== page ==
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Articles by R. D Weisel
Total Records ( 1 ) for R. D Weisel
  X. P Huang , Z Sun , Y Miyagi , H McDonald Kinkaid , L Zhang , R. D Weisel and R. K. Li
  Background—

Cardiac cell therapy for older patients who experience a myocardial infarction may require highly regenerative cells from young, healthy (allogeneic) donors. Bone marrow mesenchymal stem cells (MSCs) are currently under clinical investigation because they can induce cardiac repair and may also be immunoprivileged (suitable for allogeneic applications). However, it is unclear whether allogeneic MSCs retain their immunoprivilege or functional efficacy late after myocardial implantation. We evaluated the effects of MSC differentiation on the immune characteristics of cells in vitro and in vivo and monitored cardiac function for 6 months after post–myocardial infarction MSC therapy.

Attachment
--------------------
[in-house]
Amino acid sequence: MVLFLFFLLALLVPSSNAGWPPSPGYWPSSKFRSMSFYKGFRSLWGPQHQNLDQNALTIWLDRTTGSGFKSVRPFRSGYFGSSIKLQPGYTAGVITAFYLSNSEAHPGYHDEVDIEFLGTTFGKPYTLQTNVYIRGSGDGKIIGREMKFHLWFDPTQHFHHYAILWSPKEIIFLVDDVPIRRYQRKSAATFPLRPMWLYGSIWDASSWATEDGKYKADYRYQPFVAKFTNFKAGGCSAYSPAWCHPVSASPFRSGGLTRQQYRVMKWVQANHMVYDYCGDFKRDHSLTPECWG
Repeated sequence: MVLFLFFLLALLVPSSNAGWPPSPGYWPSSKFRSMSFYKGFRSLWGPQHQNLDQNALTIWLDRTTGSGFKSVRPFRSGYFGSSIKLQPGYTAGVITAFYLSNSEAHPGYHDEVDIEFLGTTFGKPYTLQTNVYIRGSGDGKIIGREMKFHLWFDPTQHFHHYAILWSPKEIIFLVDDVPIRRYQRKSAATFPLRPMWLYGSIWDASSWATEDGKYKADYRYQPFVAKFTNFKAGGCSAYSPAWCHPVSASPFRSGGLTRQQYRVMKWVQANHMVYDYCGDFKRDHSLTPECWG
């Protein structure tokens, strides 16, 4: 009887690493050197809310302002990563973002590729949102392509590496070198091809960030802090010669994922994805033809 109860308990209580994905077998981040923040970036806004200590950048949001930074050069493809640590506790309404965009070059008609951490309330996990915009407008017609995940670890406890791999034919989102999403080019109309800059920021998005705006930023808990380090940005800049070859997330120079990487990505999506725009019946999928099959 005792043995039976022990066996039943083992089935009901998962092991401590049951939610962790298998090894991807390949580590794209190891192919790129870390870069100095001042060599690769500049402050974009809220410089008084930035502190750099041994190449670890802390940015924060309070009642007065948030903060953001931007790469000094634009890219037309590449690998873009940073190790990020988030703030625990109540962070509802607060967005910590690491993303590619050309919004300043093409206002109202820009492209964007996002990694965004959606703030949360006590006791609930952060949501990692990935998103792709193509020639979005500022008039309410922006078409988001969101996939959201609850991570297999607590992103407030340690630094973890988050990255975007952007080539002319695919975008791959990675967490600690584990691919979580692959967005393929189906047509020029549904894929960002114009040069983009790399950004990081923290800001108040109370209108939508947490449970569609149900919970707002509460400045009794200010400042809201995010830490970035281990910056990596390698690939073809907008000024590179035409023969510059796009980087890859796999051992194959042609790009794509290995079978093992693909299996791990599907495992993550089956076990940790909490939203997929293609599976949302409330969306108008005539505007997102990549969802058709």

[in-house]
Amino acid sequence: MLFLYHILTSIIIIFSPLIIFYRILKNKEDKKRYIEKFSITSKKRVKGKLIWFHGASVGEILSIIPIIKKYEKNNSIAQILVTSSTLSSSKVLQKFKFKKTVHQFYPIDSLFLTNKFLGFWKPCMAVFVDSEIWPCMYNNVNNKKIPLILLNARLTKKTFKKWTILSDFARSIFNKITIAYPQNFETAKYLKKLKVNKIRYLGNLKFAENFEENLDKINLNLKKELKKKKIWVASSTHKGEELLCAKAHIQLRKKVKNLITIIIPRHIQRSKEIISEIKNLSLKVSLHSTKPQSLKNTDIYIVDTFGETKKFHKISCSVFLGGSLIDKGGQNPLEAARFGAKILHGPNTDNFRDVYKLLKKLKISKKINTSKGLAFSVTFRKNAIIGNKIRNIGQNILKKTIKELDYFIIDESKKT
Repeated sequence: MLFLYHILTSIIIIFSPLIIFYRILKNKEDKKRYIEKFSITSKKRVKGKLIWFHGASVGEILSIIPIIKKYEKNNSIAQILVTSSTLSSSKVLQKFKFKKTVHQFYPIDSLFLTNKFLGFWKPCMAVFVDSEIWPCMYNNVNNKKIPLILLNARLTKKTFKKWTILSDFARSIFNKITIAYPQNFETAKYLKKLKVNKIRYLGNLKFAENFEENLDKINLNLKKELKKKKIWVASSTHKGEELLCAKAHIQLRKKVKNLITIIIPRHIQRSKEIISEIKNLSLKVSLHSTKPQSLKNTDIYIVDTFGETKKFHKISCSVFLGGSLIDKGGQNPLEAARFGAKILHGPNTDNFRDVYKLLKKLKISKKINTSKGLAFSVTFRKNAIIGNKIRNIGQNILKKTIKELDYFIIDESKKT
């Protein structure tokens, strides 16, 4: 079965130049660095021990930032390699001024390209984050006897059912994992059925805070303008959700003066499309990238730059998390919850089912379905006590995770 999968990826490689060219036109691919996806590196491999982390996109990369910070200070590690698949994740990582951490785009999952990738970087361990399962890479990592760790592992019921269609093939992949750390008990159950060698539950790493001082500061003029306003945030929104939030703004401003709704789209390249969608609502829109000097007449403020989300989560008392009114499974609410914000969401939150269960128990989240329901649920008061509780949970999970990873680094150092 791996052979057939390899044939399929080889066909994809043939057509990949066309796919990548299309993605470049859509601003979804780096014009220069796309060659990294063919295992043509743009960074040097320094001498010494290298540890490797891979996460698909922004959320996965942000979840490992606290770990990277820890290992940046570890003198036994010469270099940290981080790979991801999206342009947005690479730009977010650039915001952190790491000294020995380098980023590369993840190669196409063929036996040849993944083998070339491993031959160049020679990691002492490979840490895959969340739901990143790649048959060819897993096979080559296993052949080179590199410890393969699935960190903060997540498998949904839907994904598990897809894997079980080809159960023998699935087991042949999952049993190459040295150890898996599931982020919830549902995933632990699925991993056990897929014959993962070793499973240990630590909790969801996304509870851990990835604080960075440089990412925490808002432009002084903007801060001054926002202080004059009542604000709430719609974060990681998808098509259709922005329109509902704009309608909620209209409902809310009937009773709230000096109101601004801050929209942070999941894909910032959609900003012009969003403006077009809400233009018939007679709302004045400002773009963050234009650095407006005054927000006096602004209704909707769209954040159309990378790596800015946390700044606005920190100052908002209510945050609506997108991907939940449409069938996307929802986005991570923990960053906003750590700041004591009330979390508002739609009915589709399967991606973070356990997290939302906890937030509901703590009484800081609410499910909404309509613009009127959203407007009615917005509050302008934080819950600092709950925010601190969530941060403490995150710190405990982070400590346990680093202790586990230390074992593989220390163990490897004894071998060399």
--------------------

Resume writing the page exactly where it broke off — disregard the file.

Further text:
Methods and Results—

In the in vitro experiments, inducing MSCs to acquire myogenic, endothelial, or smooth muscle characteristics (via 5-azacytidine or cytokine treatment) increased major histocompatibility complex-Ia and -II (immunogenic) expression and reduced major histocompatibility complex-Ib (immunosuppressive) expression, in association with increased cytotoxicity in coculture with allogeneic leukocytes. In the in vivo experiments, we implanted allogeneic or syngeneic MSCs into infarcted rat myocardia. We measured cell differentiation and survival (immunohistochemistry, real-time polymerase chain reaction) and cardiac function (echocardiography, pressure-volume catheter) for 6 months. MSCs (versus media) significantly improved ventricular function for at least 3 months after implantation. Allogeneic (but not syngeneic) cells were eliminated from the heart by 5 weeks after implantation, and their functional benefits were lost within 5 months.

Conclusions—

The long-term ability of allogeneic MSCs to preserve function in the infarcted heart is limited by a biphasic immune response whereby they transition from an immunoprivileged to an immunogenic state after differentiation, which is associated with an alteration in major histocompatibility complex–immune antigen profile.

 
 
 
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